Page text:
Prolongation of QT interval and ventricular septal hypertrophy

Jpn Heart J. 2000 Jul;41(4):463-9. doi: 10.1536/jhj.41.463.


Long QT syndrome (LQTS) is a prime example of interplay between molecular biology, cellular physiology, and organ physiology. Both the congenital and acquired forms of LQTS are due to intrinsic and/or acquired abnormalities of the ionic currents responsible for cardiac repolarization. We analyzed the QTc interval, QRS axes and interventricular septal thickness (IVST) in 41 patients who had a prolonged QT interval on routine electrocardiography (ECG) (5 females and 36 males, mean age 65+/-13 years). The QRS axis of patients in the LQTS group (27+/-49 degrees) was significantly lower (p < 0.05) than in the control group (46+/-26 degrees). However, the IVST in the LQTS group (10+/-2 mm) was significantly thicker than in the control group (9+/-1 mm) (p < 0.05), while the WTd was not significantly different. The QTc interval in patients with ventricular septal hypertrophy (IVST > or = 12 min, 478.8+/-7.9 msec) was significantly longer (p < 0.05) than in the normal group (IVST < 12 mm, 472.1+/-17.5 msec). In conclusion, the results of this preliminary study suggest that prolongation of the QT interval on ECG should prompt screening for electrocardiographic evidence of ventricular hypertrophy in patients with this disease.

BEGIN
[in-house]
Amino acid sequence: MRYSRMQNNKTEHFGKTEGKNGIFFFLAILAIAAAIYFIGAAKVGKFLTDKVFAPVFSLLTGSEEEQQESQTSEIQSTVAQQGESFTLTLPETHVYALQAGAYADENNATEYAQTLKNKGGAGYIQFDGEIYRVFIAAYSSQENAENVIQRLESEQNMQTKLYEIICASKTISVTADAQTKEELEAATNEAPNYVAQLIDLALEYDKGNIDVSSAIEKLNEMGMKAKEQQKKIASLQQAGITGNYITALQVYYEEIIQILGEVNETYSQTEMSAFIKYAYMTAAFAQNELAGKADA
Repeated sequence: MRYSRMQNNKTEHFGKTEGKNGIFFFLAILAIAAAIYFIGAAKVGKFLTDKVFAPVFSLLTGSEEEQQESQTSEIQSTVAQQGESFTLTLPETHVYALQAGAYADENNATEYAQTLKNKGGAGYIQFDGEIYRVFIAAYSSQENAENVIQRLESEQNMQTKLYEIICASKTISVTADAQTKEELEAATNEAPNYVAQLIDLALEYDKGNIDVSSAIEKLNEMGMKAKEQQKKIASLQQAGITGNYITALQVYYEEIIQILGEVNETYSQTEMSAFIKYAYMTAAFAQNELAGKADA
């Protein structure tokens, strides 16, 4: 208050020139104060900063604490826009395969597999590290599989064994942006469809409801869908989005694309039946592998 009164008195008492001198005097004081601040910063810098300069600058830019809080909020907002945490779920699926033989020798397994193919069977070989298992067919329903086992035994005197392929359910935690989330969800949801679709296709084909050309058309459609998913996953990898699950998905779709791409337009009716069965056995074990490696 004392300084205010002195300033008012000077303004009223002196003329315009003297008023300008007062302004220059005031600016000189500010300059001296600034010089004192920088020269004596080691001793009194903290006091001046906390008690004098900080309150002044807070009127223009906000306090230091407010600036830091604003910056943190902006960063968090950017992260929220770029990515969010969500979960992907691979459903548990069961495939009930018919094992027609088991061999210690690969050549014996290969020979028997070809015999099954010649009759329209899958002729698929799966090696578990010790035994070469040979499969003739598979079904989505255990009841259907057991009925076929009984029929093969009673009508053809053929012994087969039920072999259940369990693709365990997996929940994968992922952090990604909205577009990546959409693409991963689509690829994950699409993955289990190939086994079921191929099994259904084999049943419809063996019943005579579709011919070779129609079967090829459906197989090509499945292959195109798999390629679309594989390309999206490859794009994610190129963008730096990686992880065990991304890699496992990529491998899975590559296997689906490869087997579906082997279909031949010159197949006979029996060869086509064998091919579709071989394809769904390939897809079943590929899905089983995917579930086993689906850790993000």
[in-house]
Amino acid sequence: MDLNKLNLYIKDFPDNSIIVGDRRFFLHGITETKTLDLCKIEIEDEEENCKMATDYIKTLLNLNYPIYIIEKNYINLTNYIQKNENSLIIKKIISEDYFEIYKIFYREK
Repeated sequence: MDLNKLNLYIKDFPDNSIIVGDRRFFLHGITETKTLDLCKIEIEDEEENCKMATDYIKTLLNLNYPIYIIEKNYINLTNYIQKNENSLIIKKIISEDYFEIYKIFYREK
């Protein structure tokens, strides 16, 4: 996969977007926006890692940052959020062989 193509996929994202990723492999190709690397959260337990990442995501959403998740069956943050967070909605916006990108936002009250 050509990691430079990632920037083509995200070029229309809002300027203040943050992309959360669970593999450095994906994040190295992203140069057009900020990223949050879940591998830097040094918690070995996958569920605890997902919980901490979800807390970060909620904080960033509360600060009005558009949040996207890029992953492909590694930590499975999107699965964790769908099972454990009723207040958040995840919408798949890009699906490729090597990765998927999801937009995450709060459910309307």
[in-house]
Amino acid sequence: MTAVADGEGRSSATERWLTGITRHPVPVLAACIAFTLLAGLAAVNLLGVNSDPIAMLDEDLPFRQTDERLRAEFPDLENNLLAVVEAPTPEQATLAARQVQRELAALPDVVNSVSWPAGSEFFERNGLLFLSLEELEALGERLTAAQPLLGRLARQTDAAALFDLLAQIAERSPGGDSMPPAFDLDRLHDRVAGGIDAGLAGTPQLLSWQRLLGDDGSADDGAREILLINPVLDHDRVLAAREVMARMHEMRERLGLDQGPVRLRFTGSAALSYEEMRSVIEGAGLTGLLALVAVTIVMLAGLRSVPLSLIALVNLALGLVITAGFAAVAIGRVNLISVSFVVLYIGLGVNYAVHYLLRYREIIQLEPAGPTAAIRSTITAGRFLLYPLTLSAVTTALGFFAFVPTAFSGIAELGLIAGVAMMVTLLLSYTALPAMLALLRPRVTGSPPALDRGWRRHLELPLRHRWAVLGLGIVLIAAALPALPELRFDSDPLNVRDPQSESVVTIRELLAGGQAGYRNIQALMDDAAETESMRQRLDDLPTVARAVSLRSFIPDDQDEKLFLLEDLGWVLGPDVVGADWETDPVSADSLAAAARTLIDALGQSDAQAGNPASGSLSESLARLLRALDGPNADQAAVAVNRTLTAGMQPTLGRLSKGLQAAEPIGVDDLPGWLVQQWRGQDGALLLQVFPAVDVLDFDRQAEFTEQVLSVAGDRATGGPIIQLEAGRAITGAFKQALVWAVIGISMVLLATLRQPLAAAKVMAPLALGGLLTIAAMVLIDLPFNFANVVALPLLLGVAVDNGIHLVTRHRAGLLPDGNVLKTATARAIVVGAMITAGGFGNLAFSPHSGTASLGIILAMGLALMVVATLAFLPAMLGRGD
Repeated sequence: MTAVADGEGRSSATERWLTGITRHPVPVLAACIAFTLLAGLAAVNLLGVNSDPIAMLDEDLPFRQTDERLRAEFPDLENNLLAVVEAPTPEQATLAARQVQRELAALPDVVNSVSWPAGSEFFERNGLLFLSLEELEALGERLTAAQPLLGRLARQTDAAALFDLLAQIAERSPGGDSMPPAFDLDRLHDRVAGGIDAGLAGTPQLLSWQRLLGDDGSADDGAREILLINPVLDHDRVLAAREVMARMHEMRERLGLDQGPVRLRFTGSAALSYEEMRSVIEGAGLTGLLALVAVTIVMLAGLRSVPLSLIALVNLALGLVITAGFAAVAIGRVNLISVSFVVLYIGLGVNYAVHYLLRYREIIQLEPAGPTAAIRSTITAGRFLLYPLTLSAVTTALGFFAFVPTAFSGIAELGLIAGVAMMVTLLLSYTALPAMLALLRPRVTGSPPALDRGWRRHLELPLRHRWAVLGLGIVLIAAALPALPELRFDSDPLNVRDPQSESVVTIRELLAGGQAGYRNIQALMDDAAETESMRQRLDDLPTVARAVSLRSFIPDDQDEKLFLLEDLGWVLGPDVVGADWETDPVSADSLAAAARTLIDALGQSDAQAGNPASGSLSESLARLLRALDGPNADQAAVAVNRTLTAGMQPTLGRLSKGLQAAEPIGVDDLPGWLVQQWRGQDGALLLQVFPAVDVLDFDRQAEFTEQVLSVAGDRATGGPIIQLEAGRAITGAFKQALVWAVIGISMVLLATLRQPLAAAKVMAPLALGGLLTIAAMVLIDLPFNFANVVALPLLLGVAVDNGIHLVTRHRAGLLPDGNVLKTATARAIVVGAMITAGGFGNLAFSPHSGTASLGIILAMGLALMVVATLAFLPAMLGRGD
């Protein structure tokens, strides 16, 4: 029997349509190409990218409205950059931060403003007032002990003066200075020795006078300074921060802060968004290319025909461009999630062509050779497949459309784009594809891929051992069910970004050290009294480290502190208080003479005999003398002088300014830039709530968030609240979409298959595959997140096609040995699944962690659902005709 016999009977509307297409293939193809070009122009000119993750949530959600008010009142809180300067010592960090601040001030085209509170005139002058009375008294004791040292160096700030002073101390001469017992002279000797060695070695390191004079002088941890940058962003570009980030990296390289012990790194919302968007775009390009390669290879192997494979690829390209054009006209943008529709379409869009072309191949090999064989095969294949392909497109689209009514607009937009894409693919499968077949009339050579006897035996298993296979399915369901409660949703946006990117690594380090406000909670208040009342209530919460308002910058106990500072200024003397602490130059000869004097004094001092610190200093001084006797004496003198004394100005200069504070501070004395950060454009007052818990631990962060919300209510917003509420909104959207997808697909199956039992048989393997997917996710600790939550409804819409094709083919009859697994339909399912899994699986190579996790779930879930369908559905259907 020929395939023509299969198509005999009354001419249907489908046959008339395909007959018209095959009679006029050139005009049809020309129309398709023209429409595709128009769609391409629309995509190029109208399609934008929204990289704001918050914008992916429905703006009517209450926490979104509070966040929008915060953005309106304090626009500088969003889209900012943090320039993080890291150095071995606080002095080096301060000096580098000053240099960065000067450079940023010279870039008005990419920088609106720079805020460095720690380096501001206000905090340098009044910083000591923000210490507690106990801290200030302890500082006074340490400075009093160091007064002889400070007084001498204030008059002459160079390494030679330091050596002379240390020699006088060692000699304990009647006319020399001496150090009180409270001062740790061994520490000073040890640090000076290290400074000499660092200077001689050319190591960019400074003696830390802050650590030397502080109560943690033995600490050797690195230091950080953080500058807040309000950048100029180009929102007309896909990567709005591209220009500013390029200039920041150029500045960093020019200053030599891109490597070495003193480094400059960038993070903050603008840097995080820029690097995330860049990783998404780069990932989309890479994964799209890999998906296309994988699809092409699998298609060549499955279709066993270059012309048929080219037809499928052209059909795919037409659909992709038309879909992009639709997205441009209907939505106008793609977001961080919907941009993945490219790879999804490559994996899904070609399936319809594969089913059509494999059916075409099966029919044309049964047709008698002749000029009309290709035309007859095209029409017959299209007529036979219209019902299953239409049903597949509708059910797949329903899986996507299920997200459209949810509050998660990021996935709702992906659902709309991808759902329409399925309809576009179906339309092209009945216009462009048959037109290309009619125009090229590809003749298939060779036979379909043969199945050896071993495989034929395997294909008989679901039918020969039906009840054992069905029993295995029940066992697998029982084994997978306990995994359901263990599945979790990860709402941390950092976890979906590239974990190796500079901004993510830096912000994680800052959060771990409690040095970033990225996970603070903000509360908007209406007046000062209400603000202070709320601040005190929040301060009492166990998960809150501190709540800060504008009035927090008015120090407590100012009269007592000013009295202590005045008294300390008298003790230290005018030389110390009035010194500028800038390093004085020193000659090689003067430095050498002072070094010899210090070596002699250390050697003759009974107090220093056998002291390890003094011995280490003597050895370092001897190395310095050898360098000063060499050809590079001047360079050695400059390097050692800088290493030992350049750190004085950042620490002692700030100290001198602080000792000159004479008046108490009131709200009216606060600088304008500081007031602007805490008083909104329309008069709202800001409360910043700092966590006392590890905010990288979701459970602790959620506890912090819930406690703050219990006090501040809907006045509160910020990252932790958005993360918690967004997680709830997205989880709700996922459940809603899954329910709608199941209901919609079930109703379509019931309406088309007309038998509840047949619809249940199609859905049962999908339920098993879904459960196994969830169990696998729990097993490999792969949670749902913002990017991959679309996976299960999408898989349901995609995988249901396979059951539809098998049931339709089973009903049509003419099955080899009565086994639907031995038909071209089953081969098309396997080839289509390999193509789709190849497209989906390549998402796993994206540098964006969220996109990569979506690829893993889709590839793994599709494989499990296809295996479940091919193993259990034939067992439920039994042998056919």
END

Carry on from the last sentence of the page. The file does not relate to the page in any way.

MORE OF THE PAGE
MeSH terms

  • Adult
  • Aged
  • Electrocardiography*
  • Female
  • Heart Septum / diagnostic imaging
  • Heart Septum / pathology*
  • Humans
  • Hypertrophy, Left Ventricular / diagnostic imaging
  • Hypertrophy, Left Ventricular / pathology*
  • Long QT Syndrome / diagnostic imaging
  • Long QT Syndrome / etiology
  • Long QT Syndrome / pathology*
  • Male
  • Middle Aged
  • Ultrasonography